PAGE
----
The blogger, Disappointed Idealist, only posts occasionally, but what he says on his blog often achieves what we all wish we could manage: to provide an overview of a situation while expressing his own views on the issues it raises. His real name is Julian Critchley, and I know him, because he was the Island Labour candidate in the 2017 election, and is our current chair. He is very strong on education, being an ex-teacher, and also has an interest in history, which often provides the context for his posts on current political events.
Today, the Island Labour group held a protest against our joke Prime-Minister’s assaults on democracy. Amanda and I have been away for a week and, I have to confess, I have kept myself in blissful ignorance, avoiding, as far as possible, any news. The anger just hurts too much.
So, we missed the demo today, as we are traveling home. However, I picked up the email notification of Julian’s latest post: the text of his speech at today’s protest.
For the record, as with several of his posts, this could have been written by me, if I were ten times the writer I am. I agree with almost every word of it.
As a history teacher, I always appreciate historic parallels. In the church behind you, can still see where the Parliamentary soldiers chiselled off the King’s name while guarding him in Carisbrooke Castle.
Why did they do that? Because an unelected, arrogant, anti-democratic aristocrat had decided he could simply get rid of Parliament when it refused to give him what he wanted.
What lessons could that offer to Alexander Boris de Pfeffel Johnson, I wonder?
We’re here today not to chisel any pulpits or chop any heads. But that thread of English radicalism, and that commitment to democracy, is a thread which links us to our ancestors four hundred years ago.
There is a great deal wrong with our democracy – an unelected House of Lords, foreign oligarchs and criminals funding the Conservative Party, a press which would make Joseph Goebbels blush. But that makes it all the more important that we fight Johnson’s attempts to suspend the democracy we DO have – our elected representatives in the House of Commons.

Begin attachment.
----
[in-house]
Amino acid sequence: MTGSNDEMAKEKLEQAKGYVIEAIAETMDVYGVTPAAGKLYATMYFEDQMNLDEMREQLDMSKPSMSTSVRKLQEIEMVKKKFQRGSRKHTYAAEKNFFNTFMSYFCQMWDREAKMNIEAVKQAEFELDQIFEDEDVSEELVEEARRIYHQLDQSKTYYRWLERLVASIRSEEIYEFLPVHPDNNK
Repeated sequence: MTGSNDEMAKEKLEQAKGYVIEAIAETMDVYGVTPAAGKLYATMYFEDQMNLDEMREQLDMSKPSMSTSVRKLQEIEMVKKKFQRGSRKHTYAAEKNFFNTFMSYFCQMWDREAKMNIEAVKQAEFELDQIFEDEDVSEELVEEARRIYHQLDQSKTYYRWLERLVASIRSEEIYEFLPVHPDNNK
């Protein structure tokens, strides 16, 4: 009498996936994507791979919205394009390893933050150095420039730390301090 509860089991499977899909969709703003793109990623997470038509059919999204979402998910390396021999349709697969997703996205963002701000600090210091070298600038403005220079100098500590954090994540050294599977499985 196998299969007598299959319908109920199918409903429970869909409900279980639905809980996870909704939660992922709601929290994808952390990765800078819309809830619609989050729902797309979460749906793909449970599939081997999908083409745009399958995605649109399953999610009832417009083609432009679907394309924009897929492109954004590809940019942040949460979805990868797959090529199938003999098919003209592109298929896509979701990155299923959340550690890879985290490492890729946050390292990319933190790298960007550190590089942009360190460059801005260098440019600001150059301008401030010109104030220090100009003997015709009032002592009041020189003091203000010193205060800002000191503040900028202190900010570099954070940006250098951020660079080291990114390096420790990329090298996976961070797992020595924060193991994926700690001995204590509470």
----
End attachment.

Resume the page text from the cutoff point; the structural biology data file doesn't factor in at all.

You are part of that proud history of English radicalism, and commitment to democracy. You should be proud that you’re willing to get off your backsides to defend it.
You’ll note I said we’re here to defend democracy. That’s why I’m here. No other reason.
The right-wing press and the shocking liars and rogues around Johnson, are lying – as they always do – about our intentions. They want people to believe that we’re here solely about Brexit. They want to portray our outrage about their abuse of our democracy as just another anti-Brexit protest. They want Leave voting-citizens to look away or, worse, to support their assaults on our democracy. They want to drive a wedge through our society as deep as the divisions which separated those Roundheads and Cavaliers all those years ago.
Friends, we must not let them. That is why the Labour Party called this protest. Not as a remain protest against Brexit. But as a citizens’ protest – Leavers and Remainers – against an attack on our democracy.
I honour those Leave voters here today indeed. That, my friends, is real moral courage. That is real principle. To stand up in protest against Johnson’s attack on democracy, even knowing that it is intended to deliver the Brexit outcome you want, is a principled stand which we should all applaud, and I do so now.
Yet let us also be honest with ourselves. There are few Leave voters here, compared to those who support remaining in the EU. On an island on which 62% of the population voted Leave.
Why is that? Are Leave voting citizens any less democratic than Remain-voting ones? I don’t think so. How have we reached a point where so many of our fellow islanders, with whom we agree on so much, feel unable to come to a gathering to defend democracy?